Dermatology

Morsicatio Buccarum (morsicatio buccarum et labiorum, cheek biting, repetitive cheek biting, habitual cheek biting, chronic cheek biting, chronic cheek chewing)

Morsicatio Buccarum (morsicatio buccarum et labiorum, cheek biting, repitive cheek bitiing, habitual cheek biting, chronic cheek biting, chronic cheek chewing) 528.9

Are You Confident of the Diagnosis?

Characteristic findings on physical examination

Mosicatio buccarum is typically not a presenting complaint but an interesting diagnosis made as an aside during a complete oral examination. The shaggy, macerated cheeks seen (not removed by wiping) are asymptomatic or at most minimally uncomfortable (Figure 1). There is variability in the location of biting with cheeks+lips > cheeks alone > lips alone and bilateral > unilateral. Patients are not concerned about the clinical findings because they are aware of the cause.

Figure 1.

Morsicatio buccarum.

Expected results of diagnostic studies

Morsicatio buccarum is a clinical diagnosis requiring no diagnostic studies. If there is concern for yeast overgrowth, a potassium hydroxide (KOH) or culture may be helpful but both need to be interpreted in light of a 50% commensal candida colonization rate. If there is concern or confusion about lichen planus, leukoplakia or bullous diseases, a biopsy may be helpful. Hematoxylin and eosin (H&E) specimens would show acanthosis with an irregular, torn and debris-ridden parakeratosis in the absence of any significant dermal process (Figure 2). Direct immunofluorescence testing as well as desmoglein and bullous pemphigoid antigen studies would be negative.

Figure 2.

Morsicatio buccarum histology (H&E). (Courtesy of Bryan Anderson, MD)

Who is at Risk for Developing this Disease?

Chronic, habitual cheek biters. M=F and teens>adults. Those affected are thought to have higher rates of anxiety or be “high achieving.”

What is the Cause of the Disease?

Etiology

Low grade, chronic mechanical trauma

Systemic Implications and Complications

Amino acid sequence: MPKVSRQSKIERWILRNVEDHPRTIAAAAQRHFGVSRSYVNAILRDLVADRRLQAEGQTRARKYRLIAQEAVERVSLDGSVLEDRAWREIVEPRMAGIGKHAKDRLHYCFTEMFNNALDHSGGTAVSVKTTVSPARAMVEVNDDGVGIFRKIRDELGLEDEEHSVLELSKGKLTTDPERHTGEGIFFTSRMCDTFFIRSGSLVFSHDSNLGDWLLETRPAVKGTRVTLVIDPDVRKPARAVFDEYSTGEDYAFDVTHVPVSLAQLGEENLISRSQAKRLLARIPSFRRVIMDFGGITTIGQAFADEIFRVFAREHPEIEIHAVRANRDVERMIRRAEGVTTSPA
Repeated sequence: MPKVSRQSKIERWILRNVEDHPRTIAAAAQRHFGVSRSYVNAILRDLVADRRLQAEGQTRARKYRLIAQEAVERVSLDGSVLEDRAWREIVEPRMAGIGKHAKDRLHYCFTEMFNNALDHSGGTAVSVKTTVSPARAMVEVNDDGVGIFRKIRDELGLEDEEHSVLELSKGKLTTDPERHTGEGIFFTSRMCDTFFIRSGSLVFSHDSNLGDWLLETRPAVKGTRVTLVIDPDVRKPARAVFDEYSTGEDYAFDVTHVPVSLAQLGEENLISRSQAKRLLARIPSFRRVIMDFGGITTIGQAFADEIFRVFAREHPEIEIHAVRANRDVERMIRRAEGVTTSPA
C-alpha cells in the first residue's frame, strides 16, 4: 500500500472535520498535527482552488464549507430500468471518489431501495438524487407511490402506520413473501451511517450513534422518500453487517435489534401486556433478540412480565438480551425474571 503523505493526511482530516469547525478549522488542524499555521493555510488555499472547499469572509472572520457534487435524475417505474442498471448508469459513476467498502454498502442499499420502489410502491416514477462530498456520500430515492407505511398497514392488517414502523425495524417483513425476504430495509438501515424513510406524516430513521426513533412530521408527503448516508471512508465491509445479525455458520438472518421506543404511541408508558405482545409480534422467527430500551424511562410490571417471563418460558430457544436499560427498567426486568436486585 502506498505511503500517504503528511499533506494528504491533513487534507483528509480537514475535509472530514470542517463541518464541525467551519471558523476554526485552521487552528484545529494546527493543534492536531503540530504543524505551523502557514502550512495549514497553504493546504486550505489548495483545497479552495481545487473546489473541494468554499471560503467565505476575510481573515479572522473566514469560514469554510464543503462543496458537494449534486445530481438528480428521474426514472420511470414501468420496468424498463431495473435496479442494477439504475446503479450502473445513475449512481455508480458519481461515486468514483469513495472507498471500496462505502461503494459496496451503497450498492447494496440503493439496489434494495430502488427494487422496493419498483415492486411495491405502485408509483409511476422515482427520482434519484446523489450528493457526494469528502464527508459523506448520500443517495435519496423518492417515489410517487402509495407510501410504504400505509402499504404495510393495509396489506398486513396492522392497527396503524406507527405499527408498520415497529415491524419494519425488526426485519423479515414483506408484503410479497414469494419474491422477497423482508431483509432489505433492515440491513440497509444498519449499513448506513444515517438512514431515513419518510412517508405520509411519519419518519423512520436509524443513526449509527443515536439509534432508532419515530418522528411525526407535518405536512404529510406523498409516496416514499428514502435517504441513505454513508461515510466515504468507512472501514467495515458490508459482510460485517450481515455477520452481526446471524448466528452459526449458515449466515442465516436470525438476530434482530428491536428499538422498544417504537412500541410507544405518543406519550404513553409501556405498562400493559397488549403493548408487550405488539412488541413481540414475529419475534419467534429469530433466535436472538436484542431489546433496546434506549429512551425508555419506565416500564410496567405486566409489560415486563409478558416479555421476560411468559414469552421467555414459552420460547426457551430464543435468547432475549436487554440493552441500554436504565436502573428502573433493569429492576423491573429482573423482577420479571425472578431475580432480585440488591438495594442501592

None

Treatment Options

No intervention is required. If treatment is desired, the habitual cheek biting needs to be stopped.

Optimal Therapeutic Approach for this Disease

Reassure the patient that this is a benign condition due to mechanical factors, such as biting, and that no treatment is necessary.

Patient Management

Due to the benign nature of morsicatio buccarum, , no patient follow-up is required.

Unusual Clinical Scenarios to Consider in Patient Management

Morsicatio buccarum is a subset of frictional oral changes specific to cheek biters that just bite .. not friction from another activity such as pipe smoking, pen chewing, etc. In other words ... not all frictional changes are morsicatio buccarum but all morsicatio buccarum is frictional change.

Morsicatio labiorum refers to lip biting alone.

What is the Evidence?

Kocsard, E, Schwartz, L, Stephen, BS, D’Abrera, VS. "Morsicatio buccarum". Br J Dermatol. vol. 74. 1962. pp. 454-7.

(Original description in the dermatology literature.)

Sciubba, JJ, Regezi, JA, Rogers, RS. PDQ oral disease diagnosis and treatment. London. 2002. pp. 24.

(Rapid reference text with photos.)

Glass, LF, Maize, JC. "Morsicatio buccarum et labriorum (excessive cheek and lip biting". Am J Dermatopathol. 1991. pp. 271-4.

(Histopathology of a case of morsicatio buccarum misdiagnosed as pemphigus vulgaris.)

Sewerin, I B. " A clinical and epidemiologic study morsicatio buccarum/labiorum". Scand J Dent Res. vol. 79. 1971. pp. 73-80.

(A large Danish epidemiologic study.)
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